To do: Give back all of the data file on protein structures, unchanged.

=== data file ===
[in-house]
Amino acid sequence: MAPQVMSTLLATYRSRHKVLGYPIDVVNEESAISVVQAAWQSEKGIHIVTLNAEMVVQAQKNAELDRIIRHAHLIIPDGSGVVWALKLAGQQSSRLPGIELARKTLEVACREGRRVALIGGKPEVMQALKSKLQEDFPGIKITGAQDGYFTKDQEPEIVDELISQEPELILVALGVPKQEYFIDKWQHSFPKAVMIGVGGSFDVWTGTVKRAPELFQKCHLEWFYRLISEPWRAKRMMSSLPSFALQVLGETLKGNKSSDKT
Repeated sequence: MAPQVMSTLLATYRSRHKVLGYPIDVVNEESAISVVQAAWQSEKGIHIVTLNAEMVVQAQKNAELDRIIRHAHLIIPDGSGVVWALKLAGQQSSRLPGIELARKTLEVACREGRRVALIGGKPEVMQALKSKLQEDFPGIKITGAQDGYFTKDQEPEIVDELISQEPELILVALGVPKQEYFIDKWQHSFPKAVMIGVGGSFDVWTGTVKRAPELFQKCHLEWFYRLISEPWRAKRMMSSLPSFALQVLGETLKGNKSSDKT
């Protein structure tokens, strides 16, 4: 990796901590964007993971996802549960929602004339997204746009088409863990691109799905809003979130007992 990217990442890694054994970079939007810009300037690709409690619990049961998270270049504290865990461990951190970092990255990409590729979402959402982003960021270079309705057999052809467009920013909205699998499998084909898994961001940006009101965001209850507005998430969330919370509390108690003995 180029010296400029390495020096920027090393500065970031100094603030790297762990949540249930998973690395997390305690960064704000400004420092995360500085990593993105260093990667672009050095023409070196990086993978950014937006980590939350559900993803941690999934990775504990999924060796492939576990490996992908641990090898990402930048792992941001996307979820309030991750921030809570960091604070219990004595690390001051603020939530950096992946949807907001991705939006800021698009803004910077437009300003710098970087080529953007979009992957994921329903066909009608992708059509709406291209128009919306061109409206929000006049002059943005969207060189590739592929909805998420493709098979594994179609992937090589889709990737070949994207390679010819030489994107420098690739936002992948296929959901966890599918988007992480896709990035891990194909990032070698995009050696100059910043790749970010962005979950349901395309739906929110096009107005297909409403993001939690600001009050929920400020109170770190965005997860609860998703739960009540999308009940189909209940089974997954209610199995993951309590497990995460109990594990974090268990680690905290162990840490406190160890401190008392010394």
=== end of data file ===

[in-house]
Amino acid sequence: MAPQVMSTLLATYRSRHKVLGYPIDVVNEESAISVVQAAWQSEKGIHIVTLNAEMVVQAQKNAELDRIIRHAHLIIPDGSGVVWALKLAGQQSSRLPGIELARKTLEVACREGRRVALIGGKPEVMQALKSKLQEDFPGIKITGAQDGYFTKDQEPEIVDELISQEPELILVALGVPKQEYFIDKWQHSFPKAVMIGVGGSFDVWTGTVKRAPELFQKCHLEWFYRLISEPWRAKRMMSSLPSFALQVLGETLKGNKSSDKT
Repeated sequence: MAPQVMSTLLATYRSRHKVLGYPIDVVNEESAISVVQAAWQSEKGIHIVTLNAEMVVQAQKNAELDRIIRHAHLIIPDGSGVVWALKLAGQQSSRLPGIELARKTLEVACREGRRVALIGGKPEVMQALKSKLQEDFPGIKITGAQDGYFTKDQEPEIVDELISQEPELILVALGVPKQEYFIDKWQHSFPKAVMIGVGGSFDVWTGTVKRAPELFQKCHLEWFYRLISEPWRAKRMMSSLPSFALQVLGETLKGNKSSDKT
């Protein structure tokens, strides 16, 4: 990796901590964007993971996802549960929602004339997204746009088409863990691109799905809003979130007992 990217990442890694054994970079939007810009300037690709409690619990049961998270270049504290865990461990951190970092990255990409590729979402959402982003960021270079309705057999052809467009920013909205699998499998084909898994961001940006009101965001209850507005998430969330919370509390108690003995 180029010296400029390495020096920027090393500065970031100094603030790297762990949540249930998973690395997390305690960064704000400004420092995360500085990593993105260093990667672009050095023409070196990086993978950014937006980590939350559900993803941690999934990775504990999924060796492939576990490996992908641990090898990402930048792992941001996307979820309030991750921030809570960091604070219990004595690390001051603020939530950096992946949807907001991705939006800021698009803004910077437009300003710098970087080529953007979009992957994921329903066909009608992708059509709406291209128009919306061109409206929000006049002059943005969207060189590739592929909805998420493709098979594994179609992937090589889709990737070949994207390679010819030489994107420098690739936002992948296929959901966890599918988007992480896709990035891990194909990032070698995009050696100059910043790749970010962005979950349901395309739906929110096009107005297909409403993001939690600001009050929920400020109170770190965005997860609860998703739960009540999308009940189909209940089974997954209610199995993951309590497990995460109990594990974090268990680690905290162990840490406190160890401190008392010394």